The U.S. Sixth Circuit Court of Appeals, whose decisions are binding in Michigan, recently ruled in favor of the parents of a special education student who privately placed the student and sought reimbursement from the public school. L.H. v Hamilton Co Dep’t of Ed, Nos. 17-5989/18-5086 (CA 6, August 20, 2018).
L.H. is a 13-year-old student with Down syndrome. He was educated in the general education classroom through second grade, receiving “pull-out” and “push-in” services with a special education teacher, occupational therapy, speech services, and a full-time aide. At his parents’ insistence, L.H.’s goals were closely tied to the general education curriculum. L.H. struggled, making minimal progress on his goals. The IEP team reconvened and placed L.H. in a center-based program for third grade. L.H.’s parents rejected the IEP, enrolled him in a private Montessori school, and sued the district for reimbursement of the private school costs.
L.H.’s parents disputed the proposed placement because the curriculum had low expectations, was not tied to state content standards, and the program did not issue report cards or assign homework. The parents claimed that placement at the center-based program would result in a 40% decrease in L.H.’s instructional time. At hearing, some district employees agreed that the center-based program’s instruction appeared questionable. The parents also offered evidence that other students in the center-based program were far less advanced than L.H. in reading and in their desire or ability to socialize.
The district court decision, which we previously reported on in the December 21, 2017 edition of School Law Notes, ruled that the district’s placement of the student in a center-based program violated the Individuals with Disabilities Education Act’s mandate that students with disabilities be educated in the least restrictive environment. The district court nonetheless ruled that the parents would not be reimbursed for the private placement.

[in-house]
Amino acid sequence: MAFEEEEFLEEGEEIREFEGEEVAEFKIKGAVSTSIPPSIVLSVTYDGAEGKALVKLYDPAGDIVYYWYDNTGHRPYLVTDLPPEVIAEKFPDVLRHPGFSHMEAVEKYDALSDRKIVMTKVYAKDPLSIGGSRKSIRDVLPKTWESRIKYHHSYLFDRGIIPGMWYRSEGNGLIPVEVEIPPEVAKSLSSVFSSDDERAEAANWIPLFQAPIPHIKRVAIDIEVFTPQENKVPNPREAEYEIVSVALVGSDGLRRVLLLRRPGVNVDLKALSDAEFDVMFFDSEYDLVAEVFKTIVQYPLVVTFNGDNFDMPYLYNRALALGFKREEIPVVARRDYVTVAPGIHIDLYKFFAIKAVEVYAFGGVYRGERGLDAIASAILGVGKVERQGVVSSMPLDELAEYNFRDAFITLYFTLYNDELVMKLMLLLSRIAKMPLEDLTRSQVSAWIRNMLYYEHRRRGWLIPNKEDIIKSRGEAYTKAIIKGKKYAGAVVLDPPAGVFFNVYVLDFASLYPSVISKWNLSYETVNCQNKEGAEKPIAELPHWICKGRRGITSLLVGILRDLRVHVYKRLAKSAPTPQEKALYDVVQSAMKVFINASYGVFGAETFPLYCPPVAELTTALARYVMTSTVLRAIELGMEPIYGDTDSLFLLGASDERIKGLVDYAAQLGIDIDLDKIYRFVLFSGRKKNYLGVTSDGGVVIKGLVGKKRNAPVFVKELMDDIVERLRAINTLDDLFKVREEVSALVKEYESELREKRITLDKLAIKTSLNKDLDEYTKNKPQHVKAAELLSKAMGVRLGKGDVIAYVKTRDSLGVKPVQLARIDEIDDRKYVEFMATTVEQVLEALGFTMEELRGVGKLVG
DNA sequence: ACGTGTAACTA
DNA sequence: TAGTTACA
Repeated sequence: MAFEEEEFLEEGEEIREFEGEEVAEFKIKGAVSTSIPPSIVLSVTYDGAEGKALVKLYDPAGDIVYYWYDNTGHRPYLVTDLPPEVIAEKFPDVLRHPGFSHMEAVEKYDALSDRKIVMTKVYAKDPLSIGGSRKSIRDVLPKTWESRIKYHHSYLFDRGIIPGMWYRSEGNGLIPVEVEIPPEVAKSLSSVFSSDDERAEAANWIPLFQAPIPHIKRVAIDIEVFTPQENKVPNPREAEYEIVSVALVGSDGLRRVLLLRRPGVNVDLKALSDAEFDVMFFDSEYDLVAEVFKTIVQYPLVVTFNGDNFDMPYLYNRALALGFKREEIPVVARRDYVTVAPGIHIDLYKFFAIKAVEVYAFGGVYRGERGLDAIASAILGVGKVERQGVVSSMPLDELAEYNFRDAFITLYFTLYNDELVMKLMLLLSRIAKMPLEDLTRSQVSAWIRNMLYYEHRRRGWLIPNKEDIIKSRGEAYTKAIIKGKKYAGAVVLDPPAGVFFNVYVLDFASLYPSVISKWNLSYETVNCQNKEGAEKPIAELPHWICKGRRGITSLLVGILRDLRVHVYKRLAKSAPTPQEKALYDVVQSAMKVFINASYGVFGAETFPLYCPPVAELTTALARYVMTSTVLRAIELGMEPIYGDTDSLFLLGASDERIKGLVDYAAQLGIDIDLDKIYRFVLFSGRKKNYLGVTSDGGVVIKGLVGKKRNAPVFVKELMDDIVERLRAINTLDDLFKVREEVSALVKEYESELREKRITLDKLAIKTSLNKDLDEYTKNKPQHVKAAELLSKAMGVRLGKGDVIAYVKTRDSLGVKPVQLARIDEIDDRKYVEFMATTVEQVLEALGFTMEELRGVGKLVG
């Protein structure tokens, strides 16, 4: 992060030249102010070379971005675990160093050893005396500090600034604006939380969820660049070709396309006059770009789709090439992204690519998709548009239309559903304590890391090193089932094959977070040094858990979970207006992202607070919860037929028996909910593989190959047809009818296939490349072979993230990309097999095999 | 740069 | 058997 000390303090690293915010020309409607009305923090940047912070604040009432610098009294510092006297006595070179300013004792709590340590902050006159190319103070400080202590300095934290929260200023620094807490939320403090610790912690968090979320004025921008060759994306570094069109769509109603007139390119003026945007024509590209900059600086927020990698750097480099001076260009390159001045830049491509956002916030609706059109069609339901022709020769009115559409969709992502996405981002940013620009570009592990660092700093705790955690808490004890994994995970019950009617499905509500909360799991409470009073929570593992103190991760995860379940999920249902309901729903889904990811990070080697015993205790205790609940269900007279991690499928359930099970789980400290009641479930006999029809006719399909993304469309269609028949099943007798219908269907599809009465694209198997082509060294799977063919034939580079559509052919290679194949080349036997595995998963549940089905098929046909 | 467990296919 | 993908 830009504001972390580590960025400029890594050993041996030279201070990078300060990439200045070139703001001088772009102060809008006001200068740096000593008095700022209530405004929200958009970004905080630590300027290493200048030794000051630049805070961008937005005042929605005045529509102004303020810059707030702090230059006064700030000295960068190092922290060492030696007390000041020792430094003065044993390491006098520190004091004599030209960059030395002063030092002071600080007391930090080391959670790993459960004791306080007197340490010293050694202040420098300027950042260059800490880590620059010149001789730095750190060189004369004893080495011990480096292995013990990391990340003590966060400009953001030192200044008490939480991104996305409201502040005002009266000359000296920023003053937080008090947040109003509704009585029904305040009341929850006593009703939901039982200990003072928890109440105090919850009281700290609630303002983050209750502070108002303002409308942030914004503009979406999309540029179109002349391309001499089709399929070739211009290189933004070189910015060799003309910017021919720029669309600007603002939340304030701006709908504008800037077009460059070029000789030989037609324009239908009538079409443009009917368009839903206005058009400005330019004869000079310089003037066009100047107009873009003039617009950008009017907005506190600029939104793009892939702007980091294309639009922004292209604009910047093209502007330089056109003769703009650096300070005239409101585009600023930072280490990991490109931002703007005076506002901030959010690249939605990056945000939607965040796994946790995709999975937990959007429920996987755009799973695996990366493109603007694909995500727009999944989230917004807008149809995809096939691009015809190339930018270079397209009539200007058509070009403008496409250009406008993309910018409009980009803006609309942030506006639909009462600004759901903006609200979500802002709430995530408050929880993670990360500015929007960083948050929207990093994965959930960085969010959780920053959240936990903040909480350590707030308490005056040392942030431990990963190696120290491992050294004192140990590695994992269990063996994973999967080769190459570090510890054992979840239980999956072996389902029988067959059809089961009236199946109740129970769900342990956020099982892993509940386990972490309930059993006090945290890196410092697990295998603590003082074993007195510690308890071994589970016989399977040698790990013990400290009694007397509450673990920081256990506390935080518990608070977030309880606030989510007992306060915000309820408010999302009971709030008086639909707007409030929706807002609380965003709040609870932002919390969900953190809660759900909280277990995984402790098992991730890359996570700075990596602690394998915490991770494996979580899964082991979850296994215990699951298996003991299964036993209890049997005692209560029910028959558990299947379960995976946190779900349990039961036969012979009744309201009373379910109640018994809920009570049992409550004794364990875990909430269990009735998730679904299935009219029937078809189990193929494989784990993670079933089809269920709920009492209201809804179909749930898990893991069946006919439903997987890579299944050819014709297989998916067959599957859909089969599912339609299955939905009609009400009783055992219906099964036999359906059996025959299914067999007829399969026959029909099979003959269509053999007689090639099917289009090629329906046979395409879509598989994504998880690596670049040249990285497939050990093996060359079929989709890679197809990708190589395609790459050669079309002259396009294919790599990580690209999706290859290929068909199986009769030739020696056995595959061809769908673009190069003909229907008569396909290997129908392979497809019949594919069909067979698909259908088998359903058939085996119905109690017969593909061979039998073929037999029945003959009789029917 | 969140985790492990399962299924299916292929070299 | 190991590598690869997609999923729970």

On appeal, the Sixth Circuit agreed that the center-based program was inappropriate, but ruled that the parents were entitled to reimbursement for the private placement. While the district argued that the private placement, a Montessori school, lacked the structure that L.H. needed, the Sixth Circuit determined that the parents’ expert, who testified that the Montessori approach works well for students with Down syndrome, was far more credible. The Sixth Circuit also noted that L.H. had a personalized curriculum and a dedicated paraprofessional at the Montessori school.
In determining the appropriate placement for a student with a disability, the IDEA strongly favors “mainstreaming.” The preference for mainstreaming is not absolute, however, and the student’s IEP team may place a student in a separate class, program, or building if: (1) the student would not benefit from regular education; (2) any benefits to having the student in the general education setting are far outweighed by the benefits of special education; or (3) the student would be a disruptive force in the regular classroom.
To award reimbursement, a court must find that the public school violated the IDEA and that the private school is appropriate under the IDEA. Because the Sixth Circuit determined that the Montessori placement was individualized and appropriate under the IDEA, the parents were entitled to reimbursement.
The decision to move a student with a disability to a more restrictive setting should not be made without ample discussion among all IEP team members and evidence to support the more restrictive setting. Jumping the continuum of placement options or moving a student from general education to a center-based program is likely to be scrutinized in a due process hearing. Ensure that such decisions are made after careful consideration of all options, and that data exists to support a significant change in placement.